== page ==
Before we can test our device-to-device interconnects with an Interconnect action, we need to complete the Describe Design step. The time has come to work with a netlist!
In previous blog posts, we’ve discussed importing the BSDLs for ScanLite2, building them to check for syntax and semantics errors, and designing the Scan Path using ScanWorks’ Design Wizard. This is considered Part 1 of the Describe Design step in the ScanWorks Project Design process that we teach during ASSET’s 4-day Boundary Scan Workshop.
As part of the project design process, we’ve also implemented the step “Test Boundary Scan Path Operation” by verifying the BYPASS, IDCODE, Instruction, and Boundary Scan registers and the TAP controller within each Boundary Scan device on our ScanLite2 are operational by running a Scan Path Verify action.
Completing the Describe Design step.
In Part 2 of the Describe Design step, we’ll provide ScanWorks with information regarding the types of devices on ScanLite2 and how these devices, Boundary Scan, and non-Boundary Scan devices, are connected via a netlist. We’ll also identify power and ground nets and assign cluster models to the non-Boundary Scan devices.
|Describe Design Steps|
|Part 1||Part 2|
|a. Import BSDLs||d. Import and translate a netlist into ScanWorks format|
|b. Build BSLDs to check for syntax and semantics||e. Add power and grounds to the design description|
|c. Design Scan Path using ScanWorks Design Wizard||f. Specify cluster, dummy, and resistor models|
Import and Translate a Netlist into ScanWorks Format
A netlist is a file format that describes the components, connectivity, and optionally, the placement and routing of a printed circuit board.
There is a long list of EDA tools used by electronic board designers to create board schematics, arrange device layout on the PCB, and for netlist generation. Some EDA manufacturers are Cadence, Altium, Mentor, and OrCAD.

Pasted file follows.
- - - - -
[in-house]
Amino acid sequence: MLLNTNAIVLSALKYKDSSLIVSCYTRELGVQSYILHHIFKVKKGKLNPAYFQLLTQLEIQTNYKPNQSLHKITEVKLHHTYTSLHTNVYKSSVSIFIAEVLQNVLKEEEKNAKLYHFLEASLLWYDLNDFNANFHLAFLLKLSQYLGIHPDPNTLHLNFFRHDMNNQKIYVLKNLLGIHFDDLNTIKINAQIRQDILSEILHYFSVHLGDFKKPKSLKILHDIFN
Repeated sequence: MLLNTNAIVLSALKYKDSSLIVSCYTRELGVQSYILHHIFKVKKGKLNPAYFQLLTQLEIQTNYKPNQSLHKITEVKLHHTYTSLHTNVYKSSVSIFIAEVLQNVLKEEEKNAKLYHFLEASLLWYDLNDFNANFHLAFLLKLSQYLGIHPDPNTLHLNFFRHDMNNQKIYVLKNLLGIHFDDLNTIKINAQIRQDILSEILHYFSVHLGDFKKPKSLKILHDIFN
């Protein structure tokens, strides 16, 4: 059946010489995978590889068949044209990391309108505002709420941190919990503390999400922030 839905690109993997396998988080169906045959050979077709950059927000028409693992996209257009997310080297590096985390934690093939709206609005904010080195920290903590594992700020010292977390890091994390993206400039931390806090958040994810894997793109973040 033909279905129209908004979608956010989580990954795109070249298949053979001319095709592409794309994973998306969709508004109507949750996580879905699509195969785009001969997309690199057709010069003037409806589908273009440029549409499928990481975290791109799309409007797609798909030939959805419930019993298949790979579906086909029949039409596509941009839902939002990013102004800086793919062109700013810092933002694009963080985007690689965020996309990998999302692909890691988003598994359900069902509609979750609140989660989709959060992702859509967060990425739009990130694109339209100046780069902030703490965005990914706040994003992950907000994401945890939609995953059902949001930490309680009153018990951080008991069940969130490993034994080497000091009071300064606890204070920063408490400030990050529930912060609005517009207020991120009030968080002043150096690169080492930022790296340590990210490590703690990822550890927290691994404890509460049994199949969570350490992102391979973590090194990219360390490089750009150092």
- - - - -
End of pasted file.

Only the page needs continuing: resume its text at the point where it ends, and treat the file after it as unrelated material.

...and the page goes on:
Each EDA tool can have a unique netlist format output. ScanWorks accepts a wide variety of netlist formats produced by EDA manufacturers. Netlist formats such as Allegro, Mentor Neutral, and PST-Cadence, are examples of outputs from EDA tools used by board designers. These formats can be imported directly into ScanWorks for translation into the ScanWorks format.
Based on the EDA tool used, the netlist output could consist of several files.
For example, if the Allegro netlist format is used, only the .net file is required by ScanWorks for netlist translation. However, to translate an OrCAD netlist, the Chip, Comps, and Nets files are required by ScanWorks for netlist translation.
Using the Netlist Format dropdown to select the netlist format for translation, the ScanWorks UI reconfigures and allows the user to input the correct file type(s). When Build Netlist is selected, ScanWorks translates the format. This work is done at the Define Netlist, Schematic, and Layout UI.
Some netlist formats are not directly translatable by ScanWorks. In this case, ScanWorks, via a licensed add-on product named Creo View, can convert those formats into a standard Electronic Design Automation (*.eda) file. A .eda file can then be imported into ScanWorks and a netlist extracted from this data.
The netlist for ScanLite2 is in the Allegro format We’ll import and translate the Allegro netlist into the ScanWorks format. See snippets of the original Allegro netlist and ScanWorks translated netlist below.
Add Power and Grounds to a Design Description
Once the netlist has been built successfully, the Power and Ground edit button becomes active. We can begin to define power and ground nets on ScanLite2.